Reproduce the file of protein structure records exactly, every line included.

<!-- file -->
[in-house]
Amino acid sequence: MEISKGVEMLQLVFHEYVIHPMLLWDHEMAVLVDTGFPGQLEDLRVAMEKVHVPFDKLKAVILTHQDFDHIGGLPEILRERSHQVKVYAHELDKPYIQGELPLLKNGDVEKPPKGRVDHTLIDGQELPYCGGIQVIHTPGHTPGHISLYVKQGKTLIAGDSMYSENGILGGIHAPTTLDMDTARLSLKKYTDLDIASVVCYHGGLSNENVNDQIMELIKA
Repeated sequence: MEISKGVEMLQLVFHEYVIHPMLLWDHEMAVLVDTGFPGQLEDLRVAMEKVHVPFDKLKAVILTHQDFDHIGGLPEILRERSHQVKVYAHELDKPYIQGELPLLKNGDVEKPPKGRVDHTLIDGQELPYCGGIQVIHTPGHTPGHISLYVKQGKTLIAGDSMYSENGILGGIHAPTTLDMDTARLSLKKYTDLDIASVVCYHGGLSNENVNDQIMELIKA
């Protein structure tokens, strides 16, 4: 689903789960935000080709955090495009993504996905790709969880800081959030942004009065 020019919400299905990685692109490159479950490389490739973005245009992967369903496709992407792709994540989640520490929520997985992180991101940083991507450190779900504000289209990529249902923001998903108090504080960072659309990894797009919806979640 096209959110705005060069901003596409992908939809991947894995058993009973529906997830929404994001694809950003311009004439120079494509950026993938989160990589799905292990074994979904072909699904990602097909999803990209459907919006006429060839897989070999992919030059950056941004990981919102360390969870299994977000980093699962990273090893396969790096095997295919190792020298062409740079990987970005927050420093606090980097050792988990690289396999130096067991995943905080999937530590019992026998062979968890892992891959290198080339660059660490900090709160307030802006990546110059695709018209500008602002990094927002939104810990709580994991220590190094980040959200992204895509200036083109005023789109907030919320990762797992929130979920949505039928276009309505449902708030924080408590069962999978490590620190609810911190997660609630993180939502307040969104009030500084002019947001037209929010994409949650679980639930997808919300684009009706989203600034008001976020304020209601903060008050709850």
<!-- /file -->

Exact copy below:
[in-house]
Amino acid sequence: MEISKGVEMLQLVFHEYVIHPMLLWDHEMAVLVDTGFPGQLEDLRVAMEKVHVPFDKLKAVILTHQDFDHIGGLPEILRERSHQVKVYAHELDKPYIQGELPLLKNGDVEKPPKGRVDHTLIDGQELPYCGGIQVIHTPGHTPGHISLYVKQGKTLIAGDSMYSENGILGGIHAPTTLDMDTARLSLKKYTDLDIASVVCYHGGLSNENVNDQIMELIKA
Repeated sequence: MEISKGVEMLQLVFHEYVIHPMLLWDHEMAVLVDTGFPGQLEDLRVAMEKVHVPFDKLKAVILTHQDFDHIGGLPEILRERSHQVKVYAHELDKPYIQGELPLLKNGDVEKPPKGRVDHTLIDGQELPYCGGIQVIHTPGHTPGHISLYVKQGKTLIAGDSMYSENGILGGIHAPTTLDMDTARLSLKKYTDLDIASVVCYHGGLSNENVNDQIMELIKA
């Protein structure tokens, strides 16, 4: 689903789960935000080709955090495009993504996905790709969880800081959030942004009065 020019919400299905990685692109490159479950490389490739973005245009992967369903496709992407792709994540989640520490929520997985992180991101940083991507450190779900504000289209990529249902923001998903108090504080960072659309990894797009919806979640 096209959110705005060069901003596409992908939809991947894995058993009973529906997830929404994001694809950003311009004439120079494509950026993938989160990589799905292990074994979904072909699904990602097909999803990209459907919006006429060839897989070999992919030059950056941004990981919102360390969870299994977000980093699962990273090893396969790096095997295919190792020298062409740079990987970005927050420093606090980097050792988990690289396999130096067991995943905080999937530590019992026998062979968890892992891959290198080339660059660490900090709160307030802006990546110059695709018209500008602002990094927002939104810990709580994991220590190094980040959200992204895509200036083109005023789109907030919320990762797992929130979920949505039928276009309505449902708030924080408590069962999978490590620190609810911190997660609630993180939502307040969104009030500084002019947001037209929010994409949650679980639930997808919300684009009706989203600034008001976020304020209601903060008050709850």